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Feds keeping road plans up in air
Inconsistency with funds keeps work month-to-month
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An eight-month extension here and two-month extension there in federal transportation funding isn’t doing much for Georgia Department of Transportation’s road plans.

“We do the best we can in moving forward with the months we have confidence in,” DOT  spokeswoman Natalie Dale said.

“But, because at the federal level they haven’t shown us confidence that there’ll be substantial long-term commitment to ... funding, we just sort of have to function in this month-by-month mode.

“And that’s not how the department should function or functions best.”

Federal transportation funding has long been an issue for states, particularly as the gas tax-supported Highway Trust Fund that serves as the main revenue source drains away.

A funding law Sept. 30 was renewed until May 31. And then President Barack Obama signed a two-month extension, dubbed the Highway and Transportation Funding Act of 2015, on May 29.

“We’ve had (project contract) lettings up to June, and we are preparing for July lettings and tentatively for August,” Dale said.

A westbound bridge maintenance project on Ga. 53/Dawsonville Highway over Lake Lanier is in the July letting because of the latest federal extension, DOT district spokeswoman Teri Pope said.

“It will hopefully be awarded to a contractor in August, with work to begin late fall or spring,” she said.

Still, Dale said, “the two-month extension really is just a Band-Aid. It puts us in a posture, as a department, where we can’t have the type of confidence that we’d like to have in preparing and moving forward with projects.”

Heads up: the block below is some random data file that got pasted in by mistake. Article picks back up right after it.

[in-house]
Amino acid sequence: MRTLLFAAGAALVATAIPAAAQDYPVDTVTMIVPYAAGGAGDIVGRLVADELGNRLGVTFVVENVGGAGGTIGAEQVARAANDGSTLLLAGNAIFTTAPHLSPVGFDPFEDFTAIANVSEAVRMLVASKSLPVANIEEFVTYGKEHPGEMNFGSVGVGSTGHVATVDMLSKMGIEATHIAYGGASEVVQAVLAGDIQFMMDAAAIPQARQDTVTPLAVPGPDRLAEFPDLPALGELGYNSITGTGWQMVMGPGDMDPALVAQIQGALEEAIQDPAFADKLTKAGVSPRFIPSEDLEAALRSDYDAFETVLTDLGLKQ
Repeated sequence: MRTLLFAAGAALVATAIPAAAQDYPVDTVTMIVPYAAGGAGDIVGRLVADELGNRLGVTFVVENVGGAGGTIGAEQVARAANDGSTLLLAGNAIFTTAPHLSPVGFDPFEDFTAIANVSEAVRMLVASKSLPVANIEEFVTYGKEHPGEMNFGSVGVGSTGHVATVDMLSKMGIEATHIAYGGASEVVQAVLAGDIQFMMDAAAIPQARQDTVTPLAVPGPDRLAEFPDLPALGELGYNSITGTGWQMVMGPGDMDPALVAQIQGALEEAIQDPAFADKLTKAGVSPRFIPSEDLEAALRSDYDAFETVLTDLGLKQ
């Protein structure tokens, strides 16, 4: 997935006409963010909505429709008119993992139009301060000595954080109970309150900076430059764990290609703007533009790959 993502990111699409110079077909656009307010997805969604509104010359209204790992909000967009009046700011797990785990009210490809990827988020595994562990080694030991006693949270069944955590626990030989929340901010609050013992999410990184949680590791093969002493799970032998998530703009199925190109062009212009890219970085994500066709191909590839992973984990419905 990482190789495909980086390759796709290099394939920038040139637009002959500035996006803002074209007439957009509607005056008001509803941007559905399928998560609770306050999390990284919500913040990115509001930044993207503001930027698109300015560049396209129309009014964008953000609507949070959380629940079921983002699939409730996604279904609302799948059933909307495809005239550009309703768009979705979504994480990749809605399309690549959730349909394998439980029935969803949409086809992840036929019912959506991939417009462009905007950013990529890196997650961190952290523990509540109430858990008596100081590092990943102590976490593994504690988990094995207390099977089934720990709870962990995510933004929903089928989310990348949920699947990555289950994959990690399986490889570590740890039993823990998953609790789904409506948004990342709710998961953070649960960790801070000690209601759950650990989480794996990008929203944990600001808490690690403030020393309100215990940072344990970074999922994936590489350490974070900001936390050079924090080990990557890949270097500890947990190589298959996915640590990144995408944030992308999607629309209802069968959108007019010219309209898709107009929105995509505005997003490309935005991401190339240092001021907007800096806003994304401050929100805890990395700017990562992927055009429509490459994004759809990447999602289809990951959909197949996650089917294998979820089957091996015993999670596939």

As an example of federal funding’s impact on state projects, DOT Commissioner Russell McMurry said in March, when facing the May 31 deadline, that the state would have to apply the brakes to 84 projects that should be in design and 57 projects primed for right-of-way acquisition.

The issue is likely to stir up again soon in Congress.

Brendan Thomas, spokesman for U.S. Rep. Doug Collins, R-Gainesville, said Collins would comment later, “when more of the highway fix is complete.”

The DOT did get a $900 million-per-year boost from a transportation funding law passed by the Georgia General Assembly this year.

The law becomes effective July 1, setting gas taxes at 26 cents per gallon.
State transportation officials have said the new revenue will go first toward a backlog of road and bridge maintenance.

Locally, a committee of top elected officials with the Gainesville-Hall Metropolitan Planning Organization — the Hall area’s lead transportation planning agency — voted in May to OK a long-range, $1.77 billion plan.

As part of that, the committee asked MPO staff to work with the DOT to incorporate potential funding from the new law into the long-range plan.

In doing so, the plan should “include a significant regional project that would benefit our community,” Gainesville

Mayor Danny Dunagan said at the time.

Also, in May, the State Transportation Board voted to sell about $111.5 million in bonds, a measure that will help repair or replace 25 bridges across the state, including replacing Boling Bridge on Dawsonville Highway at the Hall-Forsyth County line.

That $13.5 million project could begin this fall.

“Nationwide, states are looking to the federal government to make a long-term commitment,” Dale said.

“We have road conditions that are deteriorating and we need to have confidence that the federal government sees transportation funding as a priority, and I don’t believe we’re there yet.”

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